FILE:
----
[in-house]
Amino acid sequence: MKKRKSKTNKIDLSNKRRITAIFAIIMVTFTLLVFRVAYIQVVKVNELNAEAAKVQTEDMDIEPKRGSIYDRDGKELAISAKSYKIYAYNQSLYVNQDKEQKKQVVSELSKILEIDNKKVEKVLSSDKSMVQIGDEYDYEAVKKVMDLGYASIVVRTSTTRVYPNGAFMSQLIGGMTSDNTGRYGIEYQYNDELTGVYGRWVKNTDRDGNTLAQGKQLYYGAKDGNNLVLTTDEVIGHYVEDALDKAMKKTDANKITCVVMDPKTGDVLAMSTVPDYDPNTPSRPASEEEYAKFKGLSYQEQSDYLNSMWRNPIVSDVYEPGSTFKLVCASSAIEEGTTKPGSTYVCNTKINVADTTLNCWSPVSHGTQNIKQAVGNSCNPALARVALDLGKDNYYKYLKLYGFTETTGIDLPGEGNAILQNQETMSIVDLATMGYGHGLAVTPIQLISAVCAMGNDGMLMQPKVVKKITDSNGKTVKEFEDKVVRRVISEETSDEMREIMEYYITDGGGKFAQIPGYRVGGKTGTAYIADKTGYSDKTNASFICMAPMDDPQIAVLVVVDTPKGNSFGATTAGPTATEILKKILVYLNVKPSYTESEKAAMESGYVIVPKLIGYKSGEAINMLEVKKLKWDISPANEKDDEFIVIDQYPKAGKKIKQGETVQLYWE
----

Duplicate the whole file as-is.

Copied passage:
[in-house]
Amino acid sequence: MKKRKSKTNKIDLSNKRRITAIFAIIMVTFTLLVFRVAYIQVVKVNELNAEAAKVQTEDMDIEPKRGSIYDRDGKELAISAKSYKIYAYNQSLYVNQDKEQKKQVVSELSKILEIDNKKVEKVLSSDKSMVQIGDEYDYEAVKKVMDLGYASIVVRTSTTRVYPNGAFMSQLIGGMTSDNTGRYGIEYQYNDELTGVYGRWVKNTDRDGNTLAQGKQLYYGAKDGNNLVLTTDEVIGHYVEDALDKAMKKTDANKITCVVMDPKTGDVLAMSTVPDYDPNTPSRPASEEEYAKFKGLSYQEQSDYLNSMWRNPIVSDVYEPGSTFKLVCASSAIEEGTTKPGSTYVCNTKINVADTTLNCWSPVSHGTQNIKQAVGNSCNPALARVALDLGKDNYYKYLKLYGFTETTGIDLPGEGNAILQNQETMSIVDLATMGYGHGLAVTPIQLISAVCAMGNDGMLMQPKVVKKITDSNGKTVKEFEDKVVRRVISEETSDEMREIMEYYITDGGGKFAQIPGYRVGGKTGTAYIADKTGYSDKTNASFICMAPMDDPQIAVLVVVDTPKGNSFGATTAGPTATEILKKILVYLNVKPSYTESEKAAMESGYVIVPKLIGYKSGEAINMLEVKKLKWDISPANEKDDEFIVIDQYPKAGKKIKQGETVQLYWE